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Robin Hood

Robin Hood is being aggressively sold to audiences as a kind of Gladiator follow-up, and yeah, a few of the details are right-- Russell Crowe and Ridley Scott's names, for one, plus some grayscale battle sequences, a wronged man fighting for justice, and lots and lots of clanging swords. But everything about Gladiator that elevated it from cheesy potboiler to something kind of great is lost in Robin Hood, a very long, very noisy epic without an ounce of adventure in it.

Robin Hood is one of history's most enduring heroes, but this "untold story" about what led him to stealing from the rich and giving to the poor merely maroons the character within a battle between France and England, a battle with virtually no stakes and no relevance to any characters we care about. The Merry Men-- embodied nicely by Kevin Durand, Scott Grimes and Alan Doyle, for what it's worth-- are relegated to wisecracking background characters, and Friar Tuck (Mark Addy) pops up once in a while to talk nonsense about beehives and remind the audience, oh yeah, this is a Robin Hood story. Even the notorious Sheriff of Nottingham is so sidelined that he's played by the famous actor Matthew Macfadyen, and I didn't even notice. Robin and Maid Marian (Cate Blanchett) get a little more screentime, and their adversarial flirtation marks some of the movie's best moments, but the minute they really get cranking its off to watch more men in armor bitch and moan about France.

One of the many long wars between England and France is the background of this tale, kicking off when Richard the Lionheart (Danny Huston) is returning from a ten-year Crusade with archer Robin Longstride and nobleman Robert Loxley, among others, in his company. Richard is killed in battle, and Loxley is offed, accidentally, by villainous Godfrey (Mark Strong), an Englishman working as a spy for France. For reasons not all that interesting to explain, Robin assumes Loxley's identity and returns to his home in Nottingham, where Loxley's ailing father (Max von Sydow), for more uninteresting reasons, begs Robin to assume his late son's identity and take up with Marian, Loxley's long-abandoned wife who is understandably a little hostile to the new impostor in her bedroom.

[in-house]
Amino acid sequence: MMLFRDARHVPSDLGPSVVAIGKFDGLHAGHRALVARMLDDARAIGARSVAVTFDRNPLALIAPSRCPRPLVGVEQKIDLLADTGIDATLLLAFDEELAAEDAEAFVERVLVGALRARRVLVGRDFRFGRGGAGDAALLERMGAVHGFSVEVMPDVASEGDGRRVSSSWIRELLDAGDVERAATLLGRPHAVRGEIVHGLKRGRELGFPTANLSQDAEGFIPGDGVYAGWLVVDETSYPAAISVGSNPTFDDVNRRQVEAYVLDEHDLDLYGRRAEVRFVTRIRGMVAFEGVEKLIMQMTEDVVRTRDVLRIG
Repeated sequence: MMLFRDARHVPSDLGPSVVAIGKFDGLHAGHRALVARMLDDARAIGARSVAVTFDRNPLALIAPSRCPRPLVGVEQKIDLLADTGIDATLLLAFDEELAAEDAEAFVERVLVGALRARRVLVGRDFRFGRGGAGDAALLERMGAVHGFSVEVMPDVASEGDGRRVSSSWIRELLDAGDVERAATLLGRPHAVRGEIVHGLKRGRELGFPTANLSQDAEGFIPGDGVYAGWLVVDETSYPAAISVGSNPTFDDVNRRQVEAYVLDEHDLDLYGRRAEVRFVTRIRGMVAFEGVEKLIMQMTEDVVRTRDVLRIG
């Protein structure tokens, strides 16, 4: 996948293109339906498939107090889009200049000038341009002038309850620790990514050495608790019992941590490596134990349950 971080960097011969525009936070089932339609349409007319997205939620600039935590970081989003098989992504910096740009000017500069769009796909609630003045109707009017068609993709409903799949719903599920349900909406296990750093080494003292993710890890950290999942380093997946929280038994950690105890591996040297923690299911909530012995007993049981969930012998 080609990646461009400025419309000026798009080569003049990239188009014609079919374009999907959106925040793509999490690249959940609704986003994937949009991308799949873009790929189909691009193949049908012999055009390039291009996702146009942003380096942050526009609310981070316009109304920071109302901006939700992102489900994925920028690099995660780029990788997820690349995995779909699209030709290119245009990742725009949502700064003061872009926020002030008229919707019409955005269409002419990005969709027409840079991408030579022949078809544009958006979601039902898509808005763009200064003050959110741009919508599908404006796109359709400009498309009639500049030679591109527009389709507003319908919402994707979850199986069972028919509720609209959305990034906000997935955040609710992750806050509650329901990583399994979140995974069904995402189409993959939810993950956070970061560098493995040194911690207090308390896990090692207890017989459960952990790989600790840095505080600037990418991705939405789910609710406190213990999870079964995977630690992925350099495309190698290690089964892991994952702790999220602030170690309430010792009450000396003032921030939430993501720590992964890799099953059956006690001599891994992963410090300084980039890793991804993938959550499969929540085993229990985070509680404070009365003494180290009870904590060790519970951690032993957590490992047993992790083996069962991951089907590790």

Meanwhile, King Richard's worthless younger brother John (Oscar Isaac) has taken over the throne, and because he's an idiot who doesn't recognize a villain when he sees one, continues taking advice from the two-timing Godfrey, leading his country right toward an invasion from France. Back in Nottingham Robin is starting up some of his rabble-rousing talk about rights for all men and the value of human dignity, then somehow it all leads into a big battle on the beach, where Marian has shown up in armor for no reason I can think of except maybe she saw Eowyn do it in Return of the King?

I'm really not trying to be glib in glossing over the plot mechanics that tie together the giant battles of the beginning of the film into the giant battles at the end; I'm sure there was a rational explanation in there somewhere, but there's only so long you can watch a bunch of characters who aren't Robin Hood talk sternly to one another before it starts to wash over you. It doesn't help that nearly ever actor is the blandest they've ever been, with even the luminous Blanchett shoved into the typical strident female role, and Crowe unable to bring either the quirks of his recent schlubby characters from Body of Lies or State of Play or the fierce intensity of Maximus. It takes real effort to make a movie that allows Crowe, Mark Strong, Danny Huston, Max von Sydow and William Hurt all to turn in entirely unmemorable performances, but congratulations, Ridley Scott, you've made it happen.

The grim gray cinematography and mud on everyones' clothes and faces lend this Robin Hood more medieval authenticity than most film versions of the story, but halfway through this seemingly endless film you may find yourself longing for a Bryan Adams power ballad, or maybe an animated fox with a feather in his cap. If anything, this film proves conclusively that the next chapter of Robin Hood's story, the stealing-from-the-rich part that this film firmly sets up for a sequel that will never happen, is the part that's been told over the centuries because it's the part that's actually interesting. It's as if you were watching a movie about the 13 years Jesus spent doing god-knows-what, and it ended just before he started that whole preaching career.

Staff Writer at CinemaBlend